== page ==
In sharp contrast to the U.S. Army's erstwhile emphasis on fielding next-generation weapons systems under the Objective Individual Combat Weapon (OICW) and Objective Crew Served Weapon (OCSW) programs, the U.S. DoD is now forced to deal with a distinct waning of interest by the White House and Congress in the near term - with an inevitable negative impact on appropriations.

For now, the best the DoD can hope for is to maintain existing small arms already in the inventory and attempt modest improvements when it can secure funding.

Source:  Forecast International
Author: D. Lockwood, Weapons Systems Analyst 

 
U.S. ARMY AWARDS GDLS $14.3 MILLION CONTRACT FOR ARMORED VEHICLE PARTS MANAGEMENT
Friday, September 18, 2020
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M1A2 Abrams

.Source: US Army


M1A2 Abrams

Source: US Army


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NEWTOWN, Conn. -- On September 18, 2020, the U.S. Army Contracting Command (Detroit Arsenal, MI) awarded General Dynamics Land Systems (Sterling Heights, MI) a $14,305,952 cost-plus-fixed-fee contract (W56HZV-20-C-0216) for receipt, inspection, diagnosis, repair, testing, storage, issue and unique identification marking to parts for the M1A1/M1A2 Abrams tank, M2A3/M3A3 Bradley Fighting Vehicle and the M104 Wolverine platforms. Bids were solicited via the internet with two received. Work will be performed in Fort Hood, Texas; Anniston, Alabama; Sterling Heights, Michigan; and Tallahassee, Florida, with an estimated completion date of Sept. 30, 2023. Fiscal 2020 Army working capital funds in the amount of $14,305,952 were obligated at the time of the award.

Serial production of new M1 Abrams main battle tanks remains dormant. For the U.S. Army and Marine Corps, the center of gravity for the M1 Abrams program continues to be the maintenance, reset (repair of field/battle damage), and upgrade of existing tanks.

By definition, the maintenance, reset, and upgrade programs for the M1 Abrams have no direct impact on the international market for main battle tanks in terms of new production. However, based on its proven combat record, the M1 Abrams - like the proverbial 800 pound gorilla - still sits anywhere it wants, occupying what effectively remains a unique position on the international market for main battle tanks.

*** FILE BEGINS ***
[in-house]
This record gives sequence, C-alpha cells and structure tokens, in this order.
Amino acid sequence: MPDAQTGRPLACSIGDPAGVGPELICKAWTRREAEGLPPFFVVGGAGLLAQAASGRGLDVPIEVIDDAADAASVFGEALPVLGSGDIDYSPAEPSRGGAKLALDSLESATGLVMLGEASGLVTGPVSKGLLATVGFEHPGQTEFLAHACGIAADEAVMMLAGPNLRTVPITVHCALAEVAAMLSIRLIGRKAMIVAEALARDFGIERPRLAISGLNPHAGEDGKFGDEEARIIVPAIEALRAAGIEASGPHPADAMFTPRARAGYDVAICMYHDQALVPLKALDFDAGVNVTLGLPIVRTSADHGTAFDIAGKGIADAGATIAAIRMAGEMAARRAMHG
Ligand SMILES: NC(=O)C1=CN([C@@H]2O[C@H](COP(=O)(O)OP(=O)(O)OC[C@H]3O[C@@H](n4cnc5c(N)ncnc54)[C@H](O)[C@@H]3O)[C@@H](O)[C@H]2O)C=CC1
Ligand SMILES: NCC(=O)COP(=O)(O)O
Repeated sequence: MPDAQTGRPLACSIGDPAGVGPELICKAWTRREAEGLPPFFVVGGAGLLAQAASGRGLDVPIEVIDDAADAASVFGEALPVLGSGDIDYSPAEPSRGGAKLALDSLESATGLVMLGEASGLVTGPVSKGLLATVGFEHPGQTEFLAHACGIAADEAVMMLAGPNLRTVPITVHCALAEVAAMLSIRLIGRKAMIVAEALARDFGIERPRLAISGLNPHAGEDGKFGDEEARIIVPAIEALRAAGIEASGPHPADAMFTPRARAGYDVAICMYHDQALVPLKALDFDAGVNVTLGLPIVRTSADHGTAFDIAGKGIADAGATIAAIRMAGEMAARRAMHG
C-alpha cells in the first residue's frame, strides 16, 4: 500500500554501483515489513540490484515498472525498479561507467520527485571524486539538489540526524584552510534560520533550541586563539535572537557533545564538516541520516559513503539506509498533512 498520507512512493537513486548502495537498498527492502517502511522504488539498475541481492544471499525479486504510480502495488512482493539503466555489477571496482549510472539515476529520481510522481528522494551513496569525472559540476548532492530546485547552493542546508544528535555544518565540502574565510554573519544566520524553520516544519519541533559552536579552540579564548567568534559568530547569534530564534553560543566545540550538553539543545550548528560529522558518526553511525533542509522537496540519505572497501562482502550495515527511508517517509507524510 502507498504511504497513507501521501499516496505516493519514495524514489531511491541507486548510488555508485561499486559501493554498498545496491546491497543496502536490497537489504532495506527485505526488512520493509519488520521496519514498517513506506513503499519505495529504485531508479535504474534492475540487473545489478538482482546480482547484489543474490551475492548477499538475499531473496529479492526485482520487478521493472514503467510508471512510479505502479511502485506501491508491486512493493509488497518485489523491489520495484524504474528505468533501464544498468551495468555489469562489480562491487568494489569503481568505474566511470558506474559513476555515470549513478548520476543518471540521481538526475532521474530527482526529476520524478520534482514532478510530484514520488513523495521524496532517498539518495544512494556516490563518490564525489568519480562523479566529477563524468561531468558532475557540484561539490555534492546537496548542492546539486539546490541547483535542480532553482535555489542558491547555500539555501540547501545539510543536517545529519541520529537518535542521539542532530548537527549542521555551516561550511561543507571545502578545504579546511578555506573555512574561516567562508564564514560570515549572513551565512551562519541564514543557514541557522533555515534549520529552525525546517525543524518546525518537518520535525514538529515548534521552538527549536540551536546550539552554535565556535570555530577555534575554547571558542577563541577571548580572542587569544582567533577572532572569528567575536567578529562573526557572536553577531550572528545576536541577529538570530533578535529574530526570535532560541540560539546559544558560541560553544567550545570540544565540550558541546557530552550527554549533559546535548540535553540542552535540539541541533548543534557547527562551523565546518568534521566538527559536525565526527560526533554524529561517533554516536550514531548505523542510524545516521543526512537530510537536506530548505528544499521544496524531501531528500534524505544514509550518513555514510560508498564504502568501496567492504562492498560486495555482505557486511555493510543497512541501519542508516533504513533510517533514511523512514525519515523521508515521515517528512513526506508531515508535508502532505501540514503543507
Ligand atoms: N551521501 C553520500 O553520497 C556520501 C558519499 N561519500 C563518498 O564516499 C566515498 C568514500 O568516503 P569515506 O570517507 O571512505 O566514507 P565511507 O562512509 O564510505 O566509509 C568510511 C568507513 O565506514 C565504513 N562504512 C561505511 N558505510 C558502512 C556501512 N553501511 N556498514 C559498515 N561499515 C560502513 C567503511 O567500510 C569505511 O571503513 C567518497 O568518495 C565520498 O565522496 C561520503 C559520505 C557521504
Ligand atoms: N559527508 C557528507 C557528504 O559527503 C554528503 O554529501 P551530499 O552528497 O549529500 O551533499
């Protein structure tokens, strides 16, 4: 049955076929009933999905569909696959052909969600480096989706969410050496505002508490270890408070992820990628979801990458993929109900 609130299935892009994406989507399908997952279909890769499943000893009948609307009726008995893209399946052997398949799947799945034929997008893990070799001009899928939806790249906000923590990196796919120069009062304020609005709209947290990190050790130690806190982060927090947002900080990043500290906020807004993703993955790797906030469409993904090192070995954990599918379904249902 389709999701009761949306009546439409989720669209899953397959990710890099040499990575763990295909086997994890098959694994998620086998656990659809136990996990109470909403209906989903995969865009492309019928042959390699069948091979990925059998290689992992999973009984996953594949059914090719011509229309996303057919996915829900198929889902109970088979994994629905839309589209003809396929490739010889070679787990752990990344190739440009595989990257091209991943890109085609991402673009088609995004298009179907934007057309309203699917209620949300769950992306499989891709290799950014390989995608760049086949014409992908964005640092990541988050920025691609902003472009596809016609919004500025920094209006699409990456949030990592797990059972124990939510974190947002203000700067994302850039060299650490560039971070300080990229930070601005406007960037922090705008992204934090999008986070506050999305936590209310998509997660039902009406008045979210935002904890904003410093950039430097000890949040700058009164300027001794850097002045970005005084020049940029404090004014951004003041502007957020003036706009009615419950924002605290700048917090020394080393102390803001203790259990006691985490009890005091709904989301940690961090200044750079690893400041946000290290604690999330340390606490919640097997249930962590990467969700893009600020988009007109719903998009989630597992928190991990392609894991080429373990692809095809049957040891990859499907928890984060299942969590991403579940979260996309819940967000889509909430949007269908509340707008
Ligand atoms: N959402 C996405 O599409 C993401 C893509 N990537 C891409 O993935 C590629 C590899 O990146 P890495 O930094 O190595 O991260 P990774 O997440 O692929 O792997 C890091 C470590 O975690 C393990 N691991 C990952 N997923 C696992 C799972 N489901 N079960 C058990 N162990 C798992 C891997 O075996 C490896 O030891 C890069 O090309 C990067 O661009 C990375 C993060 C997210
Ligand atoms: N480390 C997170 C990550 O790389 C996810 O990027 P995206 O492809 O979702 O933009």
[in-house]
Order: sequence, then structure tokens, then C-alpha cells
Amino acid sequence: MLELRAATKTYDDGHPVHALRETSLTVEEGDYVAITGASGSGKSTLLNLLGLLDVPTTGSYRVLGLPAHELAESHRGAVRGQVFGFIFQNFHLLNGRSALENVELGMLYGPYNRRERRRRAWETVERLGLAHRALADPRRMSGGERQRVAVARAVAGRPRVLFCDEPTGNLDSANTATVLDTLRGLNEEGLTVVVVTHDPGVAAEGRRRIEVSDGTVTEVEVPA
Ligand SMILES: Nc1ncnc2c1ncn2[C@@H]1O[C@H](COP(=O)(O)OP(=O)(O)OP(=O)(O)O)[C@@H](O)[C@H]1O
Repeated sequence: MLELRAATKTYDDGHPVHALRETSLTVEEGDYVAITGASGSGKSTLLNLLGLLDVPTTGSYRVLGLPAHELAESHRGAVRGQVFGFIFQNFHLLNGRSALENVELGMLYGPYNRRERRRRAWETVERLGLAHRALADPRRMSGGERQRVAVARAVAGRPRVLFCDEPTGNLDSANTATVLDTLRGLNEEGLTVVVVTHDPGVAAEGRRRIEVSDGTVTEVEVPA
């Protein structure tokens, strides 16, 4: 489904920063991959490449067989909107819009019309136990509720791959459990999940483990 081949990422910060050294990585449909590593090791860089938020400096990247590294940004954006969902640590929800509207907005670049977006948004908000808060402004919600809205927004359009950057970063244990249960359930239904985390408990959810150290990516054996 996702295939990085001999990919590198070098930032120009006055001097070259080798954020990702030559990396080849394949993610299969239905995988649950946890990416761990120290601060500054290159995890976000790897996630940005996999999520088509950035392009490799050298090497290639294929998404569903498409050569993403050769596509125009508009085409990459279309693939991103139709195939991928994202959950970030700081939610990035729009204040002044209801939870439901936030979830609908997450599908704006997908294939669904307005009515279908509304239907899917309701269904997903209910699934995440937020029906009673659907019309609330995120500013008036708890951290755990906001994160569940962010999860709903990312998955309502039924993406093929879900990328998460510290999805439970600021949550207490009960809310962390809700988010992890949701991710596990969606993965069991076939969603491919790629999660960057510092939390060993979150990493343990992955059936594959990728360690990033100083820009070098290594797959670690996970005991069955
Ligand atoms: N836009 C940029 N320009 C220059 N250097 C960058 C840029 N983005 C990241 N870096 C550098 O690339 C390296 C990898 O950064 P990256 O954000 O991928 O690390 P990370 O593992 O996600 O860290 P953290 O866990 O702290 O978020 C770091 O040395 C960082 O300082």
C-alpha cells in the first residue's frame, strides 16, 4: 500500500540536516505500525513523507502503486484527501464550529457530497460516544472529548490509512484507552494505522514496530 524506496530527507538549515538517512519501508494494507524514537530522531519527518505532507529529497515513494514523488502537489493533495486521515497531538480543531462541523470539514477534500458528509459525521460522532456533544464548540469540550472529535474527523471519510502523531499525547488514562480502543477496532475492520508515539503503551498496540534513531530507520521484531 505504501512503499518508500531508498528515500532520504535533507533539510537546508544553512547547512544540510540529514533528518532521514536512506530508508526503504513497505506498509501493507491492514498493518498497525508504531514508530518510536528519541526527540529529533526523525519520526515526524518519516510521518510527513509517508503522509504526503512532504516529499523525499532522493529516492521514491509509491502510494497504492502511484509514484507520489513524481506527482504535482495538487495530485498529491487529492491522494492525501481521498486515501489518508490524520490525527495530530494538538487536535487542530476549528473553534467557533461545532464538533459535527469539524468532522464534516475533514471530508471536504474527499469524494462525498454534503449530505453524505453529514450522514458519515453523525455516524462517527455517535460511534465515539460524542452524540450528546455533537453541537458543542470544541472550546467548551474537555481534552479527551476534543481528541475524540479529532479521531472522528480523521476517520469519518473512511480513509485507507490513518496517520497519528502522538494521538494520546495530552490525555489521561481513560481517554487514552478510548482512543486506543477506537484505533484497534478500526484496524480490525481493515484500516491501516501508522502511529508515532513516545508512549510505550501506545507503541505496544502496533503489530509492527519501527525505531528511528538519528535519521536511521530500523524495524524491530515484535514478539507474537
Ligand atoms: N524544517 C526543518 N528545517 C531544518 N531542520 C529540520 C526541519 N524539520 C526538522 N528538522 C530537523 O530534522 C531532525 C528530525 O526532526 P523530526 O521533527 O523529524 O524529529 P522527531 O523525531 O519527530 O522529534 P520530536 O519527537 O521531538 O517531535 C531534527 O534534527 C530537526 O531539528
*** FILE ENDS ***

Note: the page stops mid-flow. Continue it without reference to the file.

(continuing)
The Bradley Fighting Vehicle production line remains active for the modernization and retrofit of existing Bradley vehicles. The stated focus of the U.S. Army's current Bradley program is on upgrading existing Bradley M2A2 ODS - Situational Awareness (ODS-SA)/M7A3 vehicles to the Bradley M2A4/M7A4 configuration.

The U.S. Army maintains that the M2/M7A4 Bradley Fighting Vehicle will be a critical component of the ABCT (Armored Brigade Combat Team) formation until FY50.

According to U.S. Department of Defense budget documentation, the U.S. Army and Marine Corps intend to maintain a number of tactical bridging programs through at least 2024. In particular, serial production of the Joint Assault Bridge represents one of the most significant overhauls of the U.S. Army's tactical bridging capabilities in several decades.

The initial operational test completion of the JAB was planned for June 2019 to support a full-rate production decision in the first quarter of FY20.

The U.S. Army currently maintains a procurement objective of 337 JAB systems for the Army and Marine Corps. JAB procurement on this scale would mark the program as one of the most significant modernizations of the tactical bridging inventories of the U.S. Army and U.S. Marine Corps since the end of the Cold War.

Source:  Forecast International
Associated URL: defense.gov
Author: D. Lockwood, Weapons Systems Analyst